In December 2002, the New Statesman held a lunch at its offices for Professor Noam Chomsky, then visiting the UK for the Kurdish Human Rights Project. Among the guests was the former Kurdish MP Remzi Kartal. Over the years, many diners at the NS should perhaps have been arrested (cue polite coughing and mention Charles Clarke) and some, such as myself, indeed have. However, Remzi Kartal is the last person one would expect to find imprisoned, as he now is, as a guest of the German authorities.
Like many Kurds, Kartal fled repression not from Saddam Hussein's Iraq, but from Turkey. He had been elected alongside other Kurds to the Turkish parliament. They were promptly vilified, detained and attacked. This group included Layla Zana, who was awarded the Sakharov Prize by the EU while in prison. In 1994, Belgium granted Kartal refugee status.
Remzi Kartal is known internationally for his campaigning for a democratic and peaceful solution to the Kurdish question in Turkey. In 2002, the European Court of Human Rights ruled against Turkey and in favour of Kartal and 12 others, under Article 3 of Protocol 1. Turkey was again found to be a torturing nation, and Kartal was paid E50,000 compensation.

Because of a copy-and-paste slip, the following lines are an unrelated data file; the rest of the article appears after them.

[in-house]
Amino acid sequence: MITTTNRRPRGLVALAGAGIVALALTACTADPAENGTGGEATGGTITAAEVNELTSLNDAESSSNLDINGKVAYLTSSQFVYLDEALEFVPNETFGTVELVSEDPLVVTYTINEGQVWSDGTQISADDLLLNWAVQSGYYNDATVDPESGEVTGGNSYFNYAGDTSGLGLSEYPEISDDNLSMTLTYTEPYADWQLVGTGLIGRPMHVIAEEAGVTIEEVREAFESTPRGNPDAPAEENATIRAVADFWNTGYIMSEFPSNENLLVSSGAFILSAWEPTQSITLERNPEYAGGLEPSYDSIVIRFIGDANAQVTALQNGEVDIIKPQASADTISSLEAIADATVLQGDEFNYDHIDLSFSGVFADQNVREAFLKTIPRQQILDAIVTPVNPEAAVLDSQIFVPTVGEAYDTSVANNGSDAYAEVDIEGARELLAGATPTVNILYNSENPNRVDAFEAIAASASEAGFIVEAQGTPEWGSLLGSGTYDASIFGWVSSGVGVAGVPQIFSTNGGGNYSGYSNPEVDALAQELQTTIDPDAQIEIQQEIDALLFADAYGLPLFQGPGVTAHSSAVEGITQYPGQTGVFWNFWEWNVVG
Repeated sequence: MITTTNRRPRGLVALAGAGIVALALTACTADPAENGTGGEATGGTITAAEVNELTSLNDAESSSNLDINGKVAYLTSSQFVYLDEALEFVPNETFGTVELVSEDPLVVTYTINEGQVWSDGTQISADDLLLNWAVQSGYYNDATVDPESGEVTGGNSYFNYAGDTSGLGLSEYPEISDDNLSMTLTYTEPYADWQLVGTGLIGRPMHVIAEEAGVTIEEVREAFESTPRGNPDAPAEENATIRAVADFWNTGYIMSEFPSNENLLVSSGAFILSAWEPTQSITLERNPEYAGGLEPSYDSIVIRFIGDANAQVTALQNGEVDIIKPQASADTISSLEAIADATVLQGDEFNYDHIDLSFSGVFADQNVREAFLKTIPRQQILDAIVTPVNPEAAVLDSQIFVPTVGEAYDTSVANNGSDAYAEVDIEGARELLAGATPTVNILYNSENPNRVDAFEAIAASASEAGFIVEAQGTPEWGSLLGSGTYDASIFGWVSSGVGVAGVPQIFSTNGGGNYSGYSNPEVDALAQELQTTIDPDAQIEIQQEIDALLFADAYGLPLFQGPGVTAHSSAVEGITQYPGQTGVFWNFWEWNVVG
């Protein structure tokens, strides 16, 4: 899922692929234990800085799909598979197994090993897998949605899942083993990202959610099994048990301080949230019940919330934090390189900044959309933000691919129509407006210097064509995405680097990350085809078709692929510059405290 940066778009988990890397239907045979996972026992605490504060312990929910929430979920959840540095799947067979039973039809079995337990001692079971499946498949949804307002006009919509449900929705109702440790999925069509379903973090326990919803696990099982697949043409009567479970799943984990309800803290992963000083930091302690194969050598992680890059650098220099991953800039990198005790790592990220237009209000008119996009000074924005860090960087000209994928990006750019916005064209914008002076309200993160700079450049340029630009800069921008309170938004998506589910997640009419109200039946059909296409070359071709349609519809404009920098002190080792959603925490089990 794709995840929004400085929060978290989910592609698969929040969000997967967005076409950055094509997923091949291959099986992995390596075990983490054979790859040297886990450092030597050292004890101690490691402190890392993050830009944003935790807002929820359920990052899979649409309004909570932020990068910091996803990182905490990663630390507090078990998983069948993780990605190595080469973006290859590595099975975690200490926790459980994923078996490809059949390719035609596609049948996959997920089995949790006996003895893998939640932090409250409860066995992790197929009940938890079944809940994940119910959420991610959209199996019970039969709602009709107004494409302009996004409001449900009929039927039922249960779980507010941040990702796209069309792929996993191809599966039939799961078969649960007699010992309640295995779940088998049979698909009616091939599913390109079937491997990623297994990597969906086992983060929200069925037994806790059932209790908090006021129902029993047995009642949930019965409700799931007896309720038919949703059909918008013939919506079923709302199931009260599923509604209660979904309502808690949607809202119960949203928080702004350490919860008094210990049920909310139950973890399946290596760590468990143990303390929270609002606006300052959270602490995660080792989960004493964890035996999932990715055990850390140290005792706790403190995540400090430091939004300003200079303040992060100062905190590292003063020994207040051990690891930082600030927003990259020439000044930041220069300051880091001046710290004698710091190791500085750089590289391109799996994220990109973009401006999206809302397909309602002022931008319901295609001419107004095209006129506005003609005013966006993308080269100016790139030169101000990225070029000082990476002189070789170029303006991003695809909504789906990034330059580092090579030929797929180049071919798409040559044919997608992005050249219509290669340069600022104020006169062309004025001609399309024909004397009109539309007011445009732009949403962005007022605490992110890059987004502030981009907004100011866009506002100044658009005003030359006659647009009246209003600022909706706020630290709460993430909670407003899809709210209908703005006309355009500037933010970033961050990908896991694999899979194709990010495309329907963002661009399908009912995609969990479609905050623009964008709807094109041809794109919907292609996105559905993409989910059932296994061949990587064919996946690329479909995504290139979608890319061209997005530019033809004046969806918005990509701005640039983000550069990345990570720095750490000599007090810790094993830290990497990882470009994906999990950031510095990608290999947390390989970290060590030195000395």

So why did the German authorities detain him? Because Turkey asked them to. Turkey has put his name on Interpol's terrorist list, because he has apparently been named by two of the suspects held for the al-Qaeda bomb attack in Istanbul in November 2003. I can say for certain that Kartal is no more involved with al-Qaeda than the Queen is.
He was arrested on 22 January during a visit to Nuremberg for a Kurdish cultural event. The legal grounds to extradite him to Turkey are shaky, especially after the case of Nuriye Kesbir, a self-confessed member of the PKK guerrilla group. When Turkey sought to extradite her in January a Dutch court ruled that it would break international law because the Dutch could not rely upon Turkish guarantees that she would not be tortured (cue polite coughing and mentions of Charles Clarke).
It had been hoped that Turkey's proposed membership of the EU might lead to an improvement in its treatment of minorities. Yet in December, it disbanded Amnesty International's ground-breaking Torture Prevention Group, seizing files and computer data with many victims' details on them. Kartal's arrest shows that rather than try to find a peaceful and democratic solution to the Kurds' problems, Turkey prefers to attack Kurdish leaders at home and in the million-strong diaspora in Europe. Ankara claims to defend democracy from terrorist attack while adopting its own draconian measures. But to be fair, Turkey can't be singled out for that. (Cue polite coughing . . .)